Table of Contents

Chapter One: Introduction. 1

Purpose of the Current Study. 5

Research Questions. 6

Theoretical Framework. 6

Racialized Structures. 7

Colorblind/Post-Racialism Ideology. 9

Significance of the Study. 14

Overview of the Study. 16

Chapter Two: Literature Review. 19

Rethinking Racial Attitudes To Account for Racial Ideology. 19

Classic vs. Contemporary views of Ideology. 21

Theorizing Dominant Racial Ideology in the 21st Century: Colorblind Post-racialism. 26

Theorizing Alternative (Non-Dominant) Racial Ideologies in the 21st Century. 30

Blacks' Racial Views. 33

Black Adults' Racial Views. 34

Black Millennials' Racial Views. 39

Summary. 41

Chapter Three: Methodology. 44

Research Aims. 44

Research Design and Rationale. 44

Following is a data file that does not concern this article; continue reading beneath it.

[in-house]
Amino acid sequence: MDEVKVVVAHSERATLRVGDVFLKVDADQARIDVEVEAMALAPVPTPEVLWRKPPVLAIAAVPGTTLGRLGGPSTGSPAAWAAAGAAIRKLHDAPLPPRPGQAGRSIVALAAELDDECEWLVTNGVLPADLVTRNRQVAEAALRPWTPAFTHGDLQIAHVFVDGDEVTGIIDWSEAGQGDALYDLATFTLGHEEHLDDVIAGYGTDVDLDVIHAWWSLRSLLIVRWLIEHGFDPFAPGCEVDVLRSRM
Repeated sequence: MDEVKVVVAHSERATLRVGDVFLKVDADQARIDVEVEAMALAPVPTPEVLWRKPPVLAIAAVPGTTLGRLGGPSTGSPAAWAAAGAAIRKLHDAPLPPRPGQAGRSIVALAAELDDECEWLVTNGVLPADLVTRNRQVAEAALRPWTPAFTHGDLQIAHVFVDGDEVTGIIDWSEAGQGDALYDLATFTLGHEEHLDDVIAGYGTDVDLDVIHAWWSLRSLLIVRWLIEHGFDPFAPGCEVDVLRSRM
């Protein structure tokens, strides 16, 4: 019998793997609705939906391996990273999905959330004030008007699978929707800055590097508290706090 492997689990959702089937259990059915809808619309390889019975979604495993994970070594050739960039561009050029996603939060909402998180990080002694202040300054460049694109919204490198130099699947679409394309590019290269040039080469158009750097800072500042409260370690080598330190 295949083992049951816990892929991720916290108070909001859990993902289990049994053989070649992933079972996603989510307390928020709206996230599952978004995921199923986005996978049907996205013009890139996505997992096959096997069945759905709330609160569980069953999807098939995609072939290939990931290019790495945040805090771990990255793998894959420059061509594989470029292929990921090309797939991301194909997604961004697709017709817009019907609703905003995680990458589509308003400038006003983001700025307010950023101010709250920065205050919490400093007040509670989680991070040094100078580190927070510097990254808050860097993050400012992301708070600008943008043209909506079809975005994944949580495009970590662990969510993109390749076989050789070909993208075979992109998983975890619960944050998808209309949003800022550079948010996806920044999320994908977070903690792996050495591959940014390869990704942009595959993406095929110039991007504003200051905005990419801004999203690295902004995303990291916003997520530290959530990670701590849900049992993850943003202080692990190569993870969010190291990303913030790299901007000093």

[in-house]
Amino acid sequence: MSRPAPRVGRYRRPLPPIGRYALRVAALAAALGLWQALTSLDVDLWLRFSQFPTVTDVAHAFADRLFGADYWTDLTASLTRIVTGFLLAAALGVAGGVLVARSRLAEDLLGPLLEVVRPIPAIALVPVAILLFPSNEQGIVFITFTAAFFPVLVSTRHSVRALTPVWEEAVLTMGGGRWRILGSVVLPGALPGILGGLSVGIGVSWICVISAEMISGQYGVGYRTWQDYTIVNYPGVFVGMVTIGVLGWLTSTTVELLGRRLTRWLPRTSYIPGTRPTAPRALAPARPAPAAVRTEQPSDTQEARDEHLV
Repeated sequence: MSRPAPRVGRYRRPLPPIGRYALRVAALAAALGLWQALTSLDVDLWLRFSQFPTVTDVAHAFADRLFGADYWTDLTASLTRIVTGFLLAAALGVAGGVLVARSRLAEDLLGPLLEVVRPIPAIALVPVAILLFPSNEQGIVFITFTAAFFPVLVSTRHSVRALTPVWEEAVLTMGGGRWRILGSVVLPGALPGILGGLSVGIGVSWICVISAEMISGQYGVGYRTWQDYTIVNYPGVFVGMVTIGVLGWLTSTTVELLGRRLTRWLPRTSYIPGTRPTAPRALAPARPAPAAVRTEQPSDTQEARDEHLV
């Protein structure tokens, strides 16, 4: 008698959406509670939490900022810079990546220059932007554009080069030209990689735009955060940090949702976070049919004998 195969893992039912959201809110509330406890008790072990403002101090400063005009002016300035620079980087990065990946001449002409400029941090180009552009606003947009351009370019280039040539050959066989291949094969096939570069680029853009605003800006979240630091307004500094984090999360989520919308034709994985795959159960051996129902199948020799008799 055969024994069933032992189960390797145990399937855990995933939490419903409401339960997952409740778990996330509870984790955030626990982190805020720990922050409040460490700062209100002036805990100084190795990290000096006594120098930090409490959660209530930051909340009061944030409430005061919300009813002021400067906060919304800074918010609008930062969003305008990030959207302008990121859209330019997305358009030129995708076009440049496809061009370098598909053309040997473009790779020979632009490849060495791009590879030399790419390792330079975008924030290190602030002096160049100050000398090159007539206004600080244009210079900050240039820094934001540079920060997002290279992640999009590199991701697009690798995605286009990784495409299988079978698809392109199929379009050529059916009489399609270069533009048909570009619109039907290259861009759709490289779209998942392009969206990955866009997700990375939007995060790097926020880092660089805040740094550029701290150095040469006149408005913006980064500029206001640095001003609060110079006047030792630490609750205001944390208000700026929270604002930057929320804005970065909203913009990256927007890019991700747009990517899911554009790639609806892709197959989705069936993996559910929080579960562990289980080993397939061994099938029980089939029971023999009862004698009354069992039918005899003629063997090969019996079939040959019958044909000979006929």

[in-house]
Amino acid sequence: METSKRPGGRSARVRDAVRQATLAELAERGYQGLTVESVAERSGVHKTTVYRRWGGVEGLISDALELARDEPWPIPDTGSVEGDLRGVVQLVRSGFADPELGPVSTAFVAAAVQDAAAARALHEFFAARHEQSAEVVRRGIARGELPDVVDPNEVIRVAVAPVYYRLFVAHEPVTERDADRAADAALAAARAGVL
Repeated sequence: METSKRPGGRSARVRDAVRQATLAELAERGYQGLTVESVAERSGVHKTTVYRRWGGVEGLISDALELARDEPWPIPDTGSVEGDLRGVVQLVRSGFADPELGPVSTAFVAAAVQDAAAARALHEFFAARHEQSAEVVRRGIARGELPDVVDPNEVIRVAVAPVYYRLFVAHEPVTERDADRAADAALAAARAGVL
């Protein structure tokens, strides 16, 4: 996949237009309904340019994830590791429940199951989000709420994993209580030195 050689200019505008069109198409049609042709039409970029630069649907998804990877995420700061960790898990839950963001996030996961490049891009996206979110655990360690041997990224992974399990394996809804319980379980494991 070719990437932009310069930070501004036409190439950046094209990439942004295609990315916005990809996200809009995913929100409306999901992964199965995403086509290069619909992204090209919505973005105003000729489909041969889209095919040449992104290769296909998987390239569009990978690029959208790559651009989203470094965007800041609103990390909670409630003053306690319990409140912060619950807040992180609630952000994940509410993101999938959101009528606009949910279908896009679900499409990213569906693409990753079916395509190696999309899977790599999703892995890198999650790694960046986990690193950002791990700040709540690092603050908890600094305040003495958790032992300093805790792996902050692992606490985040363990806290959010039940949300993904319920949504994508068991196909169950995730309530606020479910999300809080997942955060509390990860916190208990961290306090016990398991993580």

Studying College Students' Racial Views. 46

Regional Comparisons Between Youth in the South and the West. 49

Research Site, Sample, Data Collection Procedures. 52

Research Sites. 52

Sample. 52

Data Collection Procedures. 53

Analytic Strategy. 55

Summary. 57

Chapter Four: Black Millennials and the Continued Significance of Race and Racism. 58

Disrupting Post-Racial Discourse: Black Millennials Response to Colorblind, Post-Racial Ideology. 58

"Colorblind, Post-Racialism is a Lie Because People Still Have Negative Views of Blacks". 60

Colorblind, Post-Racialism is a Lie Because Blacks Still Face Inequality in Housing, Schools, and the Criminal Justice System". 62

Summary. 66

Chapter Five: How Black Millennials Explain Racial Inequality. 68

Explaining Racial Inequality: How Colorblind Ideology Shapes Black Millennials' Racial Views. 69

"Blacks Need to do Better": Black Millennials and Cultural Racism. 74

Wealth Disparities. 76

Educational Disparities. 83

Incarceration Disparities. 92

"Blacks Just Happen To Be At The Bottom": Black Millennials and Happenstance. 96

Black Millennials and the Other Colorblind Frames. 102

Regional Difference in the Adoption of Colorblind, Post-Racial Framework. 104

Summary. 105

Chapter 6: Black Millennials and Alternative Ideologies. 108